It has been my experience that some physicians treating HIV dispense potentially problem-causing medications such as opiates (hydrocodone, oxycodone) and benzodiazepines (Valium, Xanax) entirely too freely. I see the results in my office when my patients add addiction to their existing problems. In south Florida many HIV docs are now referring all such cases to pain management specialists. This has mixed results: they often offer a better range of pain control options but the patient has yet another specialist to include in their already crowded calendar of medical appointments. If one is referred to such a specialist it is extremely important to inquire about their credentials, which should include a board certification. There are many pain clinics that operate simply as pill mills feeding a large supply of opiates that end up in the hands of addicts. The city where I live (Fort Lauderdale) has the sad reputation of being the capital of such pill mills with visitors coming from as far away as Ohio to get pain meds in bulk. Fortunately, recent joint efforts by law enforcement and the medical community have resulted in a great reduction of such clinics.
Besides working closely with their physician (and perhaps a pain specialist) there are some other things people need to know about pain meds and the risks of self-medication. Here are a few:
Potential for Addiction
"A doctor prescribed it!" It is the responsibility of every patient to take an active role in making medical decisions. As I noted above, some docs are all too happy to overprescribe. Others succumb to the pleas (and yes, sometimes manipulation) of their patients demanding pain meds. Whether prescribed or obtained on the street, opiates have a high potential for addiction. For that reason, their merits need to be carefully balanced with their consequences.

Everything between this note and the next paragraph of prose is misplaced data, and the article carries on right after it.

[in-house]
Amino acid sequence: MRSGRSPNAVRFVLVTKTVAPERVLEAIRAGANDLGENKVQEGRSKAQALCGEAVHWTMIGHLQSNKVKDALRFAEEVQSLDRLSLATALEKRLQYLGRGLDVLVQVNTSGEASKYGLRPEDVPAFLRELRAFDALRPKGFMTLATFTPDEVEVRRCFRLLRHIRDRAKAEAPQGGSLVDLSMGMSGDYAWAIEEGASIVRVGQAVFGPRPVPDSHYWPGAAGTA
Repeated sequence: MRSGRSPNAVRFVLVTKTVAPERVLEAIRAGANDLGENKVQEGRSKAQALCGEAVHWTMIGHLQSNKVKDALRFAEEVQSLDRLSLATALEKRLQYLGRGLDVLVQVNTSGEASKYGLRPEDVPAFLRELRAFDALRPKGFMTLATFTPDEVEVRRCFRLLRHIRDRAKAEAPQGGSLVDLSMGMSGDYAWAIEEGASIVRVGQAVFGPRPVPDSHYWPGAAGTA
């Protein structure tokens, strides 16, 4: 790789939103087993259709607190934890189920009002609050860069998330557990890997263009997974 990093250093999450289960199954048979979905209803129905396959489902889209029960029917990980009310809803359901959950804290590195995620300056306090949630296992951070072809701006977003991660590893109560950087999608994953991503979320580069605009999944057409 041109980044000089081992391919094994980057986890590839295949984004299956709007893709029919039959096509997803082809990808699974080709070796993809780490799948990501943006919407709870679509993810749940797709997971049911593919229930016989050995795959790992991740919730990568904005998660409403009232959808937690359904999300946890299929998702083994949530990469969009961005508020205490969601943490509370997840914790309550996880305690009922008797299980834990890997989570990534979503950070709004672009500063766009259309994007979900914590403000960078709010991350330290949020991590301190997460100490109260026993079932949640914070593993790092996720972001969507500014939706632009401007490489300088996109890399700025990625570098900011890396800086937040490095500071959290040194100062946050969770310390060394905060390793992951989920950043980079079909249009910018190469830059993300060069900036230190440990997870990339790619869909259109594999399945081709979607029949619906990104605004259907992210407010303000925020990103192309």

Across the country we are seeing a vast increase in the amount of prescribed opiates and a cross-over effect to heroin. Many people who have become physiologically addicted move to heroin when doctors refuse to renew their prescriptions. In other cases, prescription drugs, which are considered "safer" than street drugs, are sometimes illegally obtained for pain relief as well as for recreational use. All of this increased use of opiates has resulted in a dramatic rise in the amount of hospital admissions and in the stunning fact that, in the U.S., prescription drugs now account for more overdose deaths than street drugs.
Some opiates, particularly methadone, interact with HIV medications in powerful ways. Because both are processed by the same metabolic system in the liver (CYP-450), some antiretrovirals can cause a significant reduction in blood levels of drugs such as methadone. This can actually precipitate withdrawal symptoms long before another scheduled dose. In one study Efavirenz (Sustiva) created the need for a 50% increase of methadone to prevent withdrawal. In another, Norvir reduced heroin levels by as much as 50%, increasing the likelihood for overdose. Kaletra can also cause methadone levels to become subtherapeutic. On the other hand, the levels of some HIV drugs, such as didanosine and stavudine, were significantly reduced when used with methadone. Such a reduction can lead to drug resistance. Alternatives to methadone, such as Suboxone, appear to have less interactive potential with HIV medications. Ultimately it is essential to be honest with your physician about all the drugs you are taking -- both prescription and recreational -- even if they're for purposes of self-medication. It could save your life.